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Building a Little Building

August 11th, 2009

One thing I found out about beekeeping- you need lots of storage space for woodenware, and all the other stuff that goes along with it. Our garage and other places are filling up with frames, supers and various boxes, so I decided to invest in a little storage building or shed to help keep things organized, and dedicated to beekeeping (yeah right…). I don’t ever intend to have hundreds of hives of bees, but a few more would be nice. Taking advantage of a special sale this summer, I’ve ordered an 8 x 12 building kit for about the same cost as doing it yourself, and it’s being shipped as we speak. Well, the company called and said it was “damaged in shipping… did I still want it delivered?”  “Ah… no, thanks I’ll wait for one that’s not damaged thank-you-very-much.” Anyway, it’s going to arrive in a big pile of pieces that shouldn’t be too hard to put together.

The first challenge has been deciding where to put it.  Much of our land is sloped, and the level areas are just too far away for convenience.  So it looks like this open area in the foreground, and along the treeline may be the winner.

slope-for-shed

Our gravel drive is to the left out of view, going back to that brown building we call the barn.  It’s really a big machine shed filled with equipment- tractors, mowers and other motorized stuff and tools for taking care of the place.  But near the top and right side of the picture is our property line- an unkempt tree and brush line with our neighbor’s pasture behind it. We like it brushy to act as a screen along the property line. The outbuilding/shed will probably go just before that oak tree on the right, and extend out, down the slope towards the gravel drive, leaving room for trucks to get to the propane tank, etc.

Which brings me to the more challenging part- how to dig out a level foundation properly with the sloping land, making sure to support the building without too much of a grade for a ramp, stairs, etc?   I’m envisioning a little gravel drive/ramp up to it, but we’ll see. That’s the big project for now, among the seeming dozens of other ones…  when it’s finished it’s going to be pretty cool.



17 Responses to “Building a Little Building”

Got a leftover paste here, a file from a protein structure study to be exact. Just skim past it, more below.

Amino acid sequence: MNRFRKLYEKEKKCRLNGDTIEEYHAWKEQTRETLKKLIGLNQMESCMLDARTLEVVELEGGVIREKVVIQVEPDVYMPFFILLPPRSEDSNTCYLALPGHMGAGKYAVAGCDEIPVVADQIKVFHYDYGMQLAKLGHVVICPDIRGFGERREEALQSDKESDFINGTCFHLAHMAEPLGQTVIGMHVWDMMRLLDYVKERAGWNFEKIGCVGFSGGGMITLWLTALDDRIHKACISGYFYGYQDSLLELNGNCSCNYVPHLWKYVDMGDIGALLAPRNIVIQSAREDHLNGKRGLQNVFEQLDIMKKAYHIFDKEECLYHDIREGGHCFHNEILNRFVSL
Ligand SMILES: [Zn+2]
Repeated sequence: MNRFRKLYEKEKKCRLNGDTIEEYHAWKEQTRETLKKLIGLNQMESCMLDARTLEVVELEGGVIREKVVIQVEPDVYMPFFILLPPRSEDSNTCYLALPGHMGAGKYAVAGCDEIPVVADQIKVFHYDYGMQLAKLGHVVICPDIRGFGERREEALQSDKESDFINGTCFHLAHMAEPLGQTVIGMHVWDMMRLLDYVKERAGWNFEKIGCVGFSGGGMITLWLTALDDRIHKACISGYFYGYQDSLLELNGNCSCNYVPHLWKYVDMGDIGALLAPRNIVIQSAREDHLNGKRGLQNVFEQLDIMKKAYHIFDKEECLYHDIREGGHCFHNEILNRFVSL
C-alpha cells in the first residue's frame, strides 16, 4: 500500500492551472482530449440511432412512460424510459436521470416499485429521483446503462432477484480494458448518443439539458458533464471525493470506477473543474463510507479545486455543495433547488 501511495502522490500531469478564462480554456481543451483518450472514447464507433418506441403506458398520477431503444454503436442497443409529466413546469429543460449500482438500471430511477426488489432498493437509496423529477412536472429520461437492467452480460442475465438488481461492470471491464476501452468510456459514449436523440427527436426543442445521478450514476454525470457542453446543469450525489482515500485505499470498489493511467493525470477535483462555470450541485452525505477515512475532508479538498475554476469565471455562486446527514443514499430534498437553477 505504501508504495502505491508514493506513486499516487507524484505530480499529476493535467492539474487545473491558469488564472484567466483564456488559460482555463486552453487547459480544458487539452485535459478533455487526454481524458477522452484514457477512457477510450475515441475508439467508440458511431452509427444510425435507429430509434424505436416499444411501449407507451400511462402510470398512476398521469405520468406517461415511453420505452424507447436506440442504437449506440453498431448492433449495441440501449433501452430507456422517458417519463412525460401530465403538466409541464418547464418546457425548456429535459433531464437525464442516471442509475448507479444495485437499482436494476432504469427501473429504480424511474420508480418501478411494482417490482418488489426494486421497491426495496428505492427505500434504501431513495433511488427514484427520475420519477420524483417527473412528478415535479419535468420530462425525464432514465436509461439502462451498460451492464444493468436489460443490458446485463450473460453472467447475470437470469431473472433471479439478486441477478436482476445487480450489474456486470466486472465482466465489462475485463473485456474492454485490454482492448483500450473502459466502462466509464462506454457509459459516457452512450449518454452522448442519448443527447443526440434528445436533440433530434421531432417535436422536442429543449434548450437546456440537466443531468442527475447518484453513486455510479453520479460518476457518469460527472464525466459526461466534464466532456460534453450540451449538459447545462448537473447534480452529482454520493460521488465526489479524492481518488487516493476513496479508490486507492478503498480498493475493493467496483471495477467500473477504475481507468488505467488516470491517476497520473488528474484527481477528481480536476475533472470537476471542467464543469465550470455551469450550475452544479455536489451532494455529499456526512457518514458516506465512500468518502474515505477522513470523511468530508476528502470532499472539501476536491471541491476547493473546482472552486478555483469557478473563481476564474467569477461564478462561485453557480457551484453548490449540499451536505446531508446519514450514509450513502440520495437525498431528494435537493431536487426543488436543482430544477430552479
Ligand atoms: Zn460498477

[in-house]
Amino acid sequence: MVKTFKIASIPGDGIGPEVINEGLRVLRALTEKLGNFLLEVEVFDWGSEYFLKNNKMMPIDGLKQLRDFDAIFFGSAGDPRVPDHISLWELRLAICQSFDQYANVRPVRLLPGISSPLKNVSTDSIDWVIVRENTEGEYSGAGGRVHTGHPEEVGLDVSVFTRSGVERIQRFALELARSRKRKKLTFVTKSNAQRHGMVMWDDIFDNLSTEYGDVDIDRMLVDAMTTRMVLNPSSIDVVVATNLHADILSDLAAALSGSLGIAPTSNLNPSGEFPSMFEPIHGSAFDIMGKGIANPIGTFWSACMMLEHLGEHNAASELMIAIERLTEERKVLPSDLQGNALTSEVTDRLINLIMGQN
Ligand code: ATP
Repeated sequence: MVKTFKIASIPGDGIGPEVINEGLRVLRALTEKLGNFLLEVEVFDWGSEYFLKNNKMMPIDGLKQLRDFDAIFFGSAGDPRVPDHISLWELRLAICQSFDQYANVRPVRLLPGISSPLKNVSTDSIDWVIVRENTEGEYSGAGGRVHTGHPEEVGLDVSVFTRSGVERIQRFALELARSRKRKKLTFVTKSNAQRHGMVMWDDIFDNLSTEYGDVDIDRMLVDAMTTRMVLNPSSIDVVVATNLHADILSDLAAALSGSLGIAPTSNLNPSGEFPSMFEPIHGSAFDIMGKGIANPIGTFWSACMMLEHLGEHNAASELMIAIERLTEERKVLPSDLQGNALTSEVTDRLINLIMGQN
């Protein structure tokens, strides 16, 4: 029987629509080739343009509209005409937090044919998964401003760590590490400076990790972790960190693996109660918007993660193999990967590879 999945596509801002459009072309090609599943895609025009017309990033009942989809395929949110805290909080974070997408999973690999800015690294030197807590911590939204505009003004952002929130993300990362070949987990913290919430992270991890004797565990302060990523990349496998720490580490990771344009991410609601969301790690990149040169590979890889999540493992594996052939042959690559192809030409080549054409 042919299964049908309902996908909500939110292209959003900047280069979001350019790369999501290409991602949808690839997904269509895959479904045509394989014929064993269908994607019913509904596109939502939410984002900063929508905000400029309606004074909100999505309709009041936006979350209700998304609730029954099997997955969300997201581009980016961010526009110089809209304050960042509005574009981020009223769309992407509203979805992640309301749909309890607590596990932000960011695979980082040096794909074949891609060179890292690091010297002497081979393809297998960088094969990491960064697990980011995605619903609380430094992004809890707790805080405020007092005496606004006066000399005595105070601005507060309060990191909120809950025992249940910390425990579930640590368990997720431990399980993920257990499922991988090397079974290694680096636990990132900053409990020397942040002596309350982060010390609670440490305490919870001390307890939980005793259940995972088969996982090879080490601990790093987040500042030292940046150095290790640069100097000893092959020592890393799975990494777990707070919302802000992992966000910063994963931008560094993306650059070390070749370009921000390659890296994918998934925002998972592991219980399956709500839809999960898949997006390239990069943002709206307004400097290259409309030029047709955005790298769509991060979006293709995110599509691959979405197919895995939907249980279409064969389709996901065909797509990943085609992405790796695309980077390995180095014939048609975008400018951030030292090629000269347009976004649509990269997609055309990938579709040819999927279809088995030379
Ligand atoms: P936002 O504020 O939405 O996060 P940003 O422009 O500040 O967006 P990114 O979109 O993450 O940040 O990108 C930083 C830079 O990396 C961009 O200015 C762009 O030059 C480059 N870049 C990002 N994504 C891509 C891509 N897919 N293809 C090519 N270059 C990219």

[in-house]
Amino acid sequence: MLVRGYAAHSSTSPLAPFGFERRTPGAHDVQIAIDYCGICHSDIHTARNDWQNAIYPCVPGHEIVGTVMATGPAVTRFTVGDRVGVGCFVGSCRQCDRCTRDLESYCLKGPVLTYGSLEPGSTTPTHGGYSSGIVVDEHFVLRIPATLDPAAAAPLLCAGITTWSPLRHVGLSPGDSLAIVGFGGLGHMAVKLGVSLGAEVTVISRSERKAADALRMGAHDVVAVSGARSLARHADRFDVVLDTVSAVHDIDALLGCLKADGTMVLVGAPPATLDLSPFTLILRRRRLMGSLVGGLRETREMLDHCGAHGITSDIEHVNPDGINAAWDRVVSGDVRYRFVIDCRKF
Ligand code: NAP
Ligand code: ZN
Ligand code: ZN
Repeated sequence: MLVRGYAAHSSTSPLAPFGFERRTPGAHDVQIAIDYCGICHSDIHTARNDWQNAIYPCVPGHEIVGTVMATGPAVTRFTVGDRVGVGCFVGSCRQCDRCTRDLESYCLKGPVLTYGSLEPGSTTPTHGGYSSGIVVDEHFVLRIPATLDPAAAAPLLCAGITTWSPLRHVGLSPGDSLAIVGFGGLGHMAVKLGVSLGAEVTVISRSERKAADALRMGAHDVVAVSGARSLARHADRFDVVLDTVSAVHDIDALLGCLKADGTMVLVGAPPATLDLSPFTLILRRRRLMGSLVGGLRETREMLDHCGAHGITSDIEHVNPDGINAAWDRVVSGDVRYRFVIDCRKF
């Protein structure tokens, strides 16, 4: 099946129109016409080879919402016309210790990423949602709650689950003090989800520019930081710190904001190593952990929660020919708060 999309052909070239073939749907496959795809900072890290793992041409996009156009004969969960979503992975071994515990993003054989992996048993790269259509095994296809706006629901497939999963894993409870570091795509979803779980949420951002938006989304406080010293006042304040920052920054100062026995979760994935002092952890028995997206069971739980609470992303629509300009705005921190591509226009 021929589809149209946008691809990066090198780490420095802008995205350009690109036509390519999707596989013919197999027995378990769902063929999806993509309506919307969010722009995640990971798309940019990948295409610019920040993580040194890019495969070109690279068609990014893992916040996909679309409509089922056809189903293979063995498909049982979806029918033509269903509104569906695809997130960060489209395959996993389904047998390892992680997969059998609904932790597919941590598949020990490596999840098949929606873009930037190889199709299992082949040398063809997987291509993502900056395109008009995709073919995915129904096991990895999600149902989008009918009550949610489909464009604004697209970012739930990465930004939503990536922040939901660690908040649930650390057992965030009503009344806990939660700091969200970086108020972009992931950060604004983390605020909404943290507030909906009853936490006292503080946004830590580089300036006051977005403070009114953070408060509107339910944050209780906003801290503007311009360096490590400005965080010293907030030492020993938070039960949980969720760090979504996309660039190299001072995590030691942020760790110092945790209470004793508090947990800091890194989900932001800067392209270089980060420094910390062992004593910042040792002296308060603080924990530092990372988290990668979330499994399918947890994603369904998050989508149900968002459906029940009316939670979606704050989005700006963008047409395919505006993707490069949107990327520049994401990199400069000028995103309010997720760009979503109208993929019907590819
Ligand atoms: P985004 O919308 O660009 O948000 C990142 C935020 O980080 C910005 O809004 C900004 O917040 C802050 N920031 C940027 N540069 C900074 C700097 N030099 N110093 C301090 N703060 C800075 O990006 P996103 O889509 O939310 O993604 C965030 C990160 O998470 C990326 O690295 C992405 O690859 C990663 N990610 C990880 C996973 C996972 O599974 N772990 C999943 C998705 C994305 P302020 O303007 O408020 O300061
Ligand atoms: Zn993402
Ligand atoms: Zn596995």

1. annieon 11 Aug 2009 at 11:59 am

    Hhhmmm, you could use a machine like I have, couldn’t you? You could rent a skid steer for half a day at not too bad a cost. I think most places might let you do that. It wouldn’t take long with one to scratch out a spot. Looks like you have a fair amount of fall there too so if you take much out you might need a little retaining wall behind it. Good luck. Wish I could offer you more assistance.

  2. Ed Abbeyon 11 Aug 2009 at 2:03 pm

    Not sure how your kit is designed but I would pour a pad at a height so that you don’t have much of a ramp downhill and a 12 inch or so concrete wall around three sides (and front based on door opening size) so that the curve of the land rests against the concrete and not the building. That makes your roof 12 inches higher than the slab which probably won’t be a problem but your door in the front might be too short. As expensive as concrete is these days, it might be cheaper just to regrade the area behind the shed to allow water to drain around the sides of it.

    I built a 12 x 20 foot building on skids for my parents to use as a beekeeping storage building. When they got out of the business, an amishman about four miles away bought it and drug it up to his place with a team of horses. It sits there to this day. We used pea gravel to make a level pad for the building to sit on and then built steps.

  3. Beauon 11 Aug 2009 at 9:11 pm

    Annie- Yes! :) I have a smaller loader bucket and a box blade that might do the trick- much more slowly of course, but renting is a great idea. I had not thought about taking too much in back, but you’re right- I’ll need to be aware of that and consider a retaining wall. Thanks for coming by!
     
    Ed- Hmm… the concrete suggestion would be perfect, but probably a little more than I bargained for as you said in terms of cost. Sounds like the right way to do it though. I suspect I’ll work towards the re-grade idea for drainage around it, and was thinking of using gravel and draintile? I love the skids idea if it was more level, but maybe after packing with gravel I could still do that… your building must have been really nice- I can’t think of a nicer compliment than an Amishman taking it home!

  4. Edelweiss Transplantedon 11 Aug 2009 at 10:15 pm

    If you lived out here and offered your services, you’d make a mint. NO ONE here seems to know how to do any of those things — not to mention beekeeping.

    Not that I know anything about it either!

  5. pamelaon 11 Aug 2009 at 11:48 pm

    I’m always happiest when I’m working on a major project and have an excuse to skip around the everyday tasks. As a bonus, the neglect turns my daily chores into a new major project All of this happiness might be leading me to the funny farm.